When Alzheimer’s develops, the hippocampus is one of the first areas to be affected; because the hippocampus can’t process new memories, it has no chance of moving the memory from short-term memory into the long-term storage banks.

What You Can Do

Families and friends of those affected by Alzheimer’s often do not know how to respond when their loved ones can so vividly recognize remote memories and can’t remember recent ones. Here are some suggestions on how to reminisce and recall distant memories with a loved one who has Alzheimer’s:

• Reminiscing is a way to improve mood, well-being, and behavior in those with Alzheimer’s. Initiate a discussion of past activities, events, and experiences (ideally with the with help of photographs, music, or familiar items).

• Memories of children, work, childhood, and other past events tend to be happy ones, so thinking about them can make someone with Alzheimer’s feel content. Perhaps your father can converse with the cousin he grew up with more often, or you can ask her more about memories you can discuss with him.

• If a person with Alzheimer’s acts as if they are back in the past, rather than trying to bring the person with Alzheimer’s back to reality (which is just going to cause your frustration), reflect on the past with them to enhance trust and empathy and reduce anxiety.

• Be patient while listening to repetitive stories. Ask follow-up or leading questions — you might learn something new about your dad!

• When looking through photo albums, it helps if there are names and dates under the photos.

• Don’t quiz the person to see what can be remembered or berate him or her for forgetting something that happened yesterday. Reminiscing with a loved one should be a positive thing.

• Avoid the phrase, “Do you remember . . .?” It can cause anxiety.

• If pictures and reminiscing verbally don’t work, art and music might be an effective way to bring back positive memories for your loved one with Alzheimer’s. Play your dad’s favorite song and perhaps it will help jog some happy memories for your dad.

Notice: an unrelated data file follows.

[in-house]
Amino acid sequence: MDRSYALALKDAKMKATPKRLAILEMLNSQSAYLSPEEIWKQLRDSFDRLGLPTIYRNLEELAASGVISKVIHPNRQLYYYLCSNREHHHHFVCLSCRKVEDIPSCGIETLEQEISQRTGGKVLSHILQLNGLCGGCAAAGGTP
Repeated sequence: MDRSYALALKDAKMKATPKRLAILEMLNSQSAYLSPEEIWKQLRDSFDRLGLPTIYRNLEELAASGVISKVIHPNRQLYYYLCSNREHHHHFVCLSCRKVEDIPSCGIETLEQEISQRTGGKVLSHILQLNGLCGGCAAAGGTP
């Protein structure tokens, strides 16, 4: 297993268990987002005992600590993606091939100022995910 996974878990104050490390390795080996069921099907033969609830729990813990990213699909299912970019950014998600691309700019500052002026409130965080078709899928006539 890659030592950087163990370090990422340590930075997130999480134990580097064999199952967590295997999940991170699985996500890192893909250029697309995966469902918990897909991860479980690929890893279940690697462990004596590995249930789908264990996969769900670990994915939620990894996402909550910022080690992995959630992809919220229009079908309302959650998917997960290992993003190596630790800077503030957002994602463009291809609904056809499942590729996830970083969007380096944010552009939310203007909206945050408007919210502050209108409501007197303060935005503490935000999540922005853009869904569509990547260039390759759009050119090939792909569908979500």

Planning for a Loved One with Alzheimer’s

While people with Alzheimer’s can stay in the home for some time, the loss of executive function and deterioration of mental faculties can create hardships for caregivers. This is why, for most people with Alzheimer’s or other forms of dementia, there will come a time when assisted living and, eventually, nursing home care is needed.

Planning ahead for long-term care is one of the most important steps you can take. At the Farr Law Firm, we are dedicated to easing the financial and emotional burden on those suffering from Alzheimer’s and their loved ones. Through the process of Life Care Planning and Medicaid Planning (also-called Medicaid asset protection planning), we help protect a family’s hard-earned assets while maintaining your loved one’s comfort, dignity, and quality of life by ensuring eligibility for critical government benefits such as and Veterans Aid and Attendance to help pay for assisted living and Medicaid to help pay for nursing home . If your family is facing a diagnosis of Alzheimer’s disease or any other type of dementia, please call us as soon as possible to make an appointment for a no-cost consultation:

Medicaid Planning Fairfax, VA: 703-691-1888
Medicaid Planning Fredericksburg, VA: 540-479-1435
Medicaid Planning Rockville, MD: 301-519-8041
Medicaid Planning Washington, DC: 202-587-2797